Image courtesy of Los Angeles Contemporary Exhibitions
[Non-CKS] Take My Money / Take My Body
Curated by Narei Choi and Nicolas Orozco-Valdivia. Opening Reception January 3, 2019 7-10 PM. Exhibition Dates: January 3 – February 24, 2019
Thursday, January 3, 2019 to Sunday, February 24, 20197:00 PM
6522 Hollywood Blvd.
Los Angeles, CA 90028
In Take My Money / Take My Body, K-Pop is an entry point for a question about the promises of popular media within highly bureaucratic, surveilled, and macro-scaled communities such as corporations / nations. Whether a data-mining social platform, exploitative culture industry, or resurgent populist movement, these larger systems structure the very conditions in which we find our (best) selves, albeit at contentious costs and rapidly-inflating prices. Popular media is the emergent interface for such a transaction. What, then, can we make of the joyful feeling of being a willing subject, or one of many in a captive audience?
The productions and fan communities of K-Pop bring new critical vocabularies to bear on this discourse. Characterized by a dialectic of heartfelt engagement and cynical manipulation, K-Pop is a contested cultural stage where trans-Pacific choreographies of invasion, seduction, and disidentification unfold daily over live-stream. Grounded in works by an intergenerational group of artists from China, Cuba, South Korea, Spain and the United States, and supported by programming that reaches out to fans in Los Angeles, Take My Money / Take My Body adopts the verbs, exclamations, and affects of K-Pop and its constitutive communities as a theoretical framework to address the complexities of subjecthood, consumerism, and politics.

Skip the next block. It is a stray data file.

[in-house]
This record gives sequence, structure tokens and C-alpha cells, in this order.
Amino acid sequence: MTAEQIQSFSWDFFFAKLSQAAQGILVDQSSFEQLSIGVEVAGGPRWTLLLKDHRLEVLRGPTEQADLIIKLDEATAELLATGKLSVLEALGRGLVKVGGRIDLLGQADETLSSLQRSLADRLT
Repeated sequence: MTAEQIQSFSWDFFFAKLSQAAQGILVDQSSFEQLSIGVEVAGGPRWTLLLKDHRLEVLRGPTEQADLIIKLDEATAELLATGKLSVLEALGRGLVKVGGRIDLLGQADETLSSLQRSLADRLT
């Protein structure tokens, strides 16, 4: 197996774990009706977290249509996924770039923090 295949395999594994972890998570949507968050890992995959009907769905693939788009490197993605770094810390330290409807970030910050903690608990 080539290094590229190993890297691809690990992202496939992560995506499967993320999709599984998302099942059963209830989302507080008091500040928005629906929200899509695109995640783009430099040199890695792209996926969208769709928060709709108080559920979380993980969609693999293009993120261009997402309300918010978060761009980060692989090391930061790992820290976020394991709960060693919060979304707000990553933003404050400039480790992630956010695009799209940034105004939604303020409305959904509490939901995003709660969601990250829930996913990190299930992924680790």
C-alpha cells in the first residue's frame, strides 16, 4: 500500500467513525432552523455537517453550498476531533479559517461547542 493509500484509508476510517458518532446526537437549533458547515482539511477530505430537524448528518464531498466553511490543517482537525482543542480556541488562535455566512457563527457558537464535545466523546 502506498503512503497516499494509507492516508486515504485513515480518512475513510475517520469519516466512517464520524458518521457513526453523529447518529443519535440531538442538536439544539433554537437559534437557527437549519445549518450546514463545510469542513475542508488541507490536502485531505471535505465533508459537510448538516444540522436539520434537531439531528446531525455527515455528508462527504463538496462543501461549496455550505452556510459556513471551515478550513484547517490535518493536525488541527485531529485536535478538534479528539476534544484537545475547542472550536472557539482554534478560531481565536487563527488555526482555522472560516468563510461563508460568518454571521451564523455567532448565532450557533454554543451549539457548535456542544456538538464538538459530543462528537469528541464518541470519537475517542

For example, “shipping” in fan culture refers to a practice of constructing speculative and often queer relationships between real or fictional characters; it is a transfiguration of personal desire into narrative that simultaneously augments and subverts the official story. Take My Money / Take My Body ships contemporary art and K-Pop to create affective bonds across hierarchies of knowledge, taste, and access, drawing unsettling parallels between this newest permutation of the “hallyu wave” and the global rise of fascist and populist movements—from their resonant media strategies to literal choreographic tropes. In this vein, we embrace shipping as a curatorial methodology that accommodates intimate dissimilarities of form, content, and audience as a means of transgressing and co-opting dominant narratives of analysis, sex, nation, consumption, and class in ways more subtle—and more generous—than resistance.
More details can be found here.
Narei Choi is an artist and independent curator based in New York. Nicolas Orozco-Valdivia is Assistant Curator at The Mistake Room.
Support for the Emerging Curators Program is provided by the Andy Warhol Foundation for The Visual Arts and the Los Angeles County Arts Commission.
LACE (Los Angeles Contemporary Exhibitions)(323)957-1777